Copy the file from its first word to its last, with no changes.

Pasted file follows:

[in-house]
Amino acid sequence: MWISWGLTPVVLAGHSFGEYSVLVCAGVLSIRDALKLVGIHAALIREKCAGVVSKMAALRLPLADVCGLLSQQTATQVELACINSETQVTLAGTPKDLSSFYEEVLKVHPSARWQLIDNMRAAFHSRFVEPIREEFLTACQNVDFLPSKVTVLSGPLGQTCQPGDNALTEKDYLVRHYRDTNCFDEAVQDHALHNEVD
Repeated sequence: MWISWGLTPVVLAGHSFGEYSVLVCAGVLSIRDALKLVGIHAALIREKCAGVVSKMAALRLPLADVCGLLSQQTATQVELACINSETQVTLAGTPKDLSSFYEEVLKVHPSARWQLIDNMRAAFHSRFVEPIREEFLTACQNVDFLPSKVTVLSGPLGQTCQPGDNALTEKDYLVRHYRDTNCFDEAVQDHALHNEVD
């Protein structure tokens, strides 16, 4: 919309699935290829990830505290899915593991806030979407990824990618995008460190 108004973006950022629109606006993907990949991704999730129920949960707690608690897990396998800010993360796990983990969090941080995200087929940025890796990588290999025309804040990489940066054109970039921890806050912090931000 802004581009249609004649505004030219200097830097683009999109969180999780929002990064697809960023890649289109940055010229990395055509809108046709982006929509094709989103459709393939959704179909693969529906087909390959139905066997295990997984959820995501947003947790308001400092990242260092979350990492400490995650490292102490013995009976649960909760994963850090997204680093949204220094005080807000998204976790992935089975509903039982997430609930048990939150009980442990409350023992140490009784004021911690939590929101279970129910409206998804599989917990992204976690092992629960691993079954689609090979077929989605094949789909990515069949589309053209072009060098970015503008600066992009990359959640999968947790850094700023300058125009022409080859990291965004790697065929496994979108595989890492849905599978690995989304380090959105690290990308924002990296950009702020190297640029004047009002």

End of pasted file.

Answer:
[in-house]
Amino acid sequence: MWISWGLTPVVLAGHSFGEYSVLVCAGVLSIRDALKLVGIHAALIREKCAGVVSKMAALRLPLADVCGLLSQQTATQVELACINSETQVTLAGTPKDLSSFYEEVLKVHPSARWQLIDNMRAAFHSRFVEPIREEFLTACQNVDFLPSKVTVLSGPLGQTCQPGDNALTEKDYLVRHYRDTNCFDEAVQDHALHNEVD
Repeated sequence: MWISWGLTPVVLAGHSFGEYSVLVCAGVLSIRDALKLVGIHAALIREKCAGVVSKMAALRLPLADVCGLLSQQTATQVELACINSETQVTLAGTPKDLSSFYEEVLKVHPSARWQLIDNMRAAFHSRFVEPIREEFLTACQNVDFLPSKVTVLSGPLGQTCQPGDNALTEKDYLVRHYRDTNCFDEAVQDHALHNEVD
């Protein structure tokens, strides 16, 4: 919309699935290829990830505290899915593991806030979407990824990618995008460190 108004973006950022629109606006993907990949991704999730129920949960707690608690897990396998800010993360796990983990969090941080995200087929940025890796990588290999025309804040990489940066054109970039921890806050912090931000 802004581009249609004649505004030219200097830097683009999109969180999780929002990064697809960023890649289109940055010229990395055509809108046709982006929509094709989103459709393939959704179909693969529906087909390959139905066997295990997984959820995501947003947790308001400092990242260092979350990492400490995650490292102490013995009976649960909760994963850090997204680093949204220094005080807000998204976790992935089975509903039982997430609930048990939150009980442990409350023992140490009784004021911690939590929101279970129910409206998804599989917990992204976690092992629960691993079954689609090979077929989605094949789909990515069949589309053209072009060098970015503008600066992009990359959640999968947790850094700023300058125009022409080859990291965004790697065929496994979108595989890492849905599978690995989304380090959105690290990308924002990296950009702020190297640029004047009002």